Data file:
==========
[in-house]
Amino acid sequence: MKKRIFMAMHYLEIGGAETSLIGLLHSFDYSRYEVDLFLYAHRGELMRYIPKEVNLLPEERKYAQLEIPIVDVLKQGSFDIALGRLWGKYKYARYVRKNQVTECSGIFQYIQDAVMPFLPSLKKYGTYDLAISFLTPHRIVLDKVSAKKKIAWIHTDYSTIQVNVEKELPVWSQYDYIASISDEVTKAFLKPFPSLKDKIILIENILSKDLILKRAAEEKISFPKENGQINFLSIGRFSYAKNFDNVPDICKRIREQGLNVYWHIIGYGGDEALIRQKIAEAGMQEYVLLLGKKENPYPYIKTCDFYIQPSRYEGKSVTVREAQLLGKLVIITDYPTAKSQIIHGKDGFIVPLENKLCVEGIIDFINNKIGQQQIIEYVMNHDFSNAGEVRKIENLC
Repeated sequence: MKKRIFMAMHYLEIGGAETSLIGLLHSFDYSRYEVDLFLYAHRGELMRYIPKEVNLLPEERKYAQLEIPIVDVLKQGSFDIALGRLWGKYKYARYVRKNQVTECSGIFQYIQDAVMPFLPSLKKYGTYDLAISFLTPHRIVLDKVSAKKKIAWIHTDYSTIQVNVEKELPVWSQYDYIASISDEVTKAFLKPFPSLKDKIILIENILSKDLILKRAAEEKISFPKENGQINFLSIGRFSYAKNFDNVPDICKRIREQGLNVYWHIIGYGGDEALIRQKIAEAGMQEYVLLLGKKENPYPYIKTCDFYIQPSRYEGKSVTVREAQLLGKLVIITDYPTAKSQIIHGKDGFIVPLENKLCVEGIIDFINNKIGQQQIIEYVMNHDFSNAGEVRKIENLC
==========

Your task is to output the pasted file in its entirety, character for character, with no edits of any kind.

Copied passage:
[in-house]
Amino acid sequence: MKKRIFMAMHYLEIGGAETSLIGLLHSFDYSRYEVDLFLYAHRGELMRYIPKEVNLLPEERKYAQLEIPIVDVLKQGSFDIALGRLWGKYKYARYVRKNQVTECSGIFQYIQDAVMPFLPSLKKYGTYDLAISFLTPHRIVLDKVSAKKKIAWIHTDYSTIQVNVEKELPVWSQYDYIASISDEVTKAFLKPFPSLKDKIILIENILSKDLILKRAAEEKISFPKENGQINFLSIGRFSYAKNFDNVPDICKRIREQGLNVYWHIIGYGGDEALIRQKIAEAGMQEYVLLLGKKENPYPYIKTCDFYIQPSRYEGKSVTVREAQLLGKLVIITDYPTAKSQIIHGKDGFIVPLENKLCVEGIIDFINNKIGQQQIIEYVMNHDFSNAGEVRKIENLC
Repeated sequence: MKKRIFMAMHYLEIGGAETSLIGLLHSFDYSRYEVDLFLYAHRGELMRYIPKEVNLLPEERKYAQLEIPIVDVLKQGSFDIALGRLWGKYKYARYVRKNQVTECSGIFQYIQDAVMPFLPSLKKYGTYDLAISFLTPHRIVLDKVSAKKKIAWIHTDYSTIQVNVEKELPVWSQYDYIASISDEVTKAFLKPFPSLKDKIILIENILSKDLILKRAAEEKISFPKENGQINFLSIGRFSYAKNFDNVPDICKRIREQGLNVYWHIIGYGGDEALIRQKIAEAGMQEYVLLLGKKENPYPYIKTCDFYIQPSRYEGKSVTVREAQLLGKLVIITDYPTAKSQIIHGKDGFIVPLENKLCVEGIIDFINNKIGQQQIIEYVMNHDFSNAGEVRKIENLC